Doing so might risk his ability to raise political contributions from donors whose wealth comes from profits made because cheaper labor is available offshore. And it might offend many middle-class, even poor, people who realize that their lives are better because they have access to cheaper goods made in China, Thailand, Mexico and elsewhere -- goods they couldn't afford if American workers were producing them.
So instead of launching into a radical critique of American capitalism, the president hints around the edges. He plays class warfare, even while he protests that he isn't. Instead of embracing redistribution of wealth directly, he creates straw men, as he did over and over again in the speech.
He claimed that it's unfair for construction workers, teachers, and nurses earning $50,000 a year "to pay a higher tax rate than somebody pulling in $50 million," and that a "quarter of all millionaires now pay lower tax rates than millions of middle-class households." He even said that "some billionaires have a tax rate as low as 1 percent."
But as The Washington Post pointed out, of the top 400 wealthiest individuals in the U.S. in 2008 (the last year for which such data is available), most paid in excess of 35 percent in taxes and "only 17 had a marginal rate of zero to 26 percent." Even the Post acknowledged that for this handful of individuals, there might well be reasonable explanations why they paid so little, including that they earned little or nothing that year.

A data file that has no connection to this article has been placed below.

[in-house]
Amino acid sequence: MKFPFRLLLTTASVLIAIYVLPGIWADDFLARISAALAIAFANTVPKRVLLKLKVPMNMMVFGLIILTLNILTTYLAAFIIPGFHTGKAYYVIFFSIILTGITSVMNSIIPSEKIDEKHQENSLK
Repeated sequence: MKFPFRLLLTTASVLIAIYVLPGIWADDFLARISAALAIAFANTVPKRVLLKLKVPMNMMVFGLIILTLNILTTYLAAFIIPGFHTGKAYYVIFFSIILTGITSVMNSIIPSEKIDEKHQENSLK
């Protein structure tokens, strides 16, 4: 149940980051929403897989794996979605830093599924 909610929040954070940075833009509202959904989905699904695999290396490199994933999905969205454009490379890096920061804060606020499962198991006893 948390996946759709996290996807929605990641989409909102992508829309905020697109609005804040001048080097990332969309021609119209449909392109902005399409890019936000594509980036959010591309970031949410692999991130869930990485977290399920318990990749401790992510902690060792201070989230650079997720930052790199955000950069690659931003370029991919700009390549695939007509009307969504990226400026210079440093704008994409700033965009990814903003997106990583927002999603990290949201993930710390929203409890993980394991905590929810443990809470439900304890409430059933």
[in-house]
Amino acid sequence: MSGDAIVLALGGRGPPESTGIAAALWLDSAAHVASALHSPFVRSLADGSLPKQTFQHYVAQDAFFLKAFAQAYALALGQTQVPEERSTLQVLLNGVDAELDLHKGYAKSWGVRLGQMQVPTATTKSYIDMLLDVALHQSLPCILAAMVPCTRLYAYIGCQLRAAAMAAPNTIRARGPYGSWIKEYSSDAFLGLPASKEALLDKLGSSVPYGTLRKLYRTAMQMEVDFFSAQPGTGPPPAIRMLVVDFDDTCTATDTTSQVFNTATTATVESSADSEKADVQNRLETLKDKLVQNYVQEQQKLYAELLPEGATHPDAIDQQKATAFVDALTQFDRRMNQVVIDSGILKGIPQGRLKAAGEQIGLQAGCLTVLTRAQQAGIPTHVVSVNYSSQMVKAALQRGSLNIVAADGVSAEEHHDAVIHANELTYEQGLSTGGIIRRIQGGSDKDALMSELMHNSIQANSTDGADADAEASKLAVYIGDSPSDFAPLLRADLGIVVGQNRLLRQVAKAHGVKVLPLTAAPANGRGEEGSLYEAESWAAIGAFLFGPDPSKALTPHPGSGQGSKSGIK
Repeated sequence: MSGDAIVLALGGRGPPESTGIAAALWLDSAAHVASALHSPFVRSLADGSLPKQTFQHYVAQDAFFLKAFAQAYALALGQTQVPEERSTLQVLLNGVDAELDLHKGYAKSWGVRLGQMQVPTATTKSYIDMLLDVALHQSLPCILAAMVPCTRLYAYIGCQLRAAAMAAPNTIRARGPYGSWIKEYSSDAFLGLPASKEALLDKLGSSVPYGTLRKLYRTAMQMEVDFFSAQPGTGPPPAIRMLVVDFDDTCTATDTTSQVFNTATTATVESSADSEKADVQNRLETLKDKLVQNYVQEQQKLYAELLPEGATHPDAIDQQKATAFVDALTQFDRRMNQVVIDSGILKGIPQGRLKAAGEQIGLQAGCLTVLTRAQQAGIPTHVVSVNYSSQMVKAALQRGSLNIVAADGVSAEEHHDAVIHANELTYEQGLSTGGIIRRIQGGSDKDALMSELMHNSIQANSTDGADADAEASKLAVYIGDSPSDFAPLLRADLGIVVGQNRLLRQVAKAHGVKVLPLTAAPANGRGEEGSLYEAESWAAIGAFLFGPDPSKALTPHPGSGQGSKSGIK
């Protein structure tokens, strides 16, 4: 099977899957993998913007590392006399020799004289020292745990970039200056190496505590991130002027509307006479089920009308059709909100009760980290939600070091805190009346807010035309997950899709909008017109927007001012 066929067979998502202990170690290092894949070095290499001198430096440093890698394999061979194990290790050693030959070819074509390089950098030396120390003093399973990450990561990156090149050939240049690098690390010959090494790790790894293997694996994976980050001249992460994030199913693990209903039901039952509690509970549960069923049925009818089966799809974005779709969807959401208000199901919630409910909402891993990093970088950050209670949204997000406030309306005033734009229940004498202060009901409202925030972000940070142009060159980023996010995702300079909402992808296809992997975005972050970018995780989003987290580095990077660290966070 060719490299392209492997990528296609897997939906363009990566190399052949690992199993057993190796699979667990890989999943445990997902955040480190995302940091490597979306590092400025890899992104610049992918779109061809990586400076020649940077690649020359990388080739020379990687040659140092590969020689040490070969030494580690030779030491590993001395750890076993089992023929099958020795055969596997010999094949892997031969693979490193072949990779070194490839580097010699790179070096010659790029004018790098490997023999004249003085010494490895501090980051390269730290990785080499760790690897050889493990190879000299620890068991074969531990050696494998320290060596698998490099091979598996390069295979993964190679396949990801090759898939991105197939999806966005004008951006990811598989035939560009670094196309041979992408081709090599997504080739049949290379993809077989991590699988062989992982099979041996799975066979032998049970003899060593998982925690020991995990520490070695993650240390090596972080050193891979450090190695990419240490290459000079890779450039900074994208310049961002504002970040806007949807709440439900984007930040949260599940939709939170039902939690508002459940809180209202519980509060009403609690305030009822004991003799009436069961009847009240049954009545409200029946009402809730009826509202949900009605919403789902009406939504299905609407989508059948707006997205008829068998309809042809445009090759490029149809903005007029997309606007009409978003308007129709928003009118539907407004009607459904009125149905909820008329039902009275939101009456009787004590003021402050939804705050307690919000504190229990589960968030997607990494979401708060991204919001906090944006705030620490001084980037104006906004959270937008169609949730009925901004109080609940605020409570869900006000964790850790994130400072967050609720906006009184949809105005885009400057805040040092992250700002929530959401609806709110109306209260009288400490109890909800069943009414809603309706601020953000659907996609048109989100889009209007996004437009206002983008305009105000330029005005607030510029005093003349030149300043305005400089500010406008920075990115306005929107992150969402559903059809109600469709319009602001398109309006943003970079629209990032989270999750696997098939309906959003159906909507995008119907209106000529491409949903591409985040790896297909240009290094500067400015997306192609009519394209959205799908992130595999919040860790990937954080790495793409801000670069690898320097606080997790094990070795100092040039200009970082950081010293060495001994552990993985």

If Barack Obama were really another Teddy Roosevelt, he'd take his chances and say what he means. If he wants to redistribute wealth and tell corporations how much profit they can earn and how many workers they must hire, let him take his case to the American people.
Linda Chavez is chairman of the Center for Equal Opportunity and author of Betrayal: How Union Bosses Shake Down Their Members and Corrupt American Politics .
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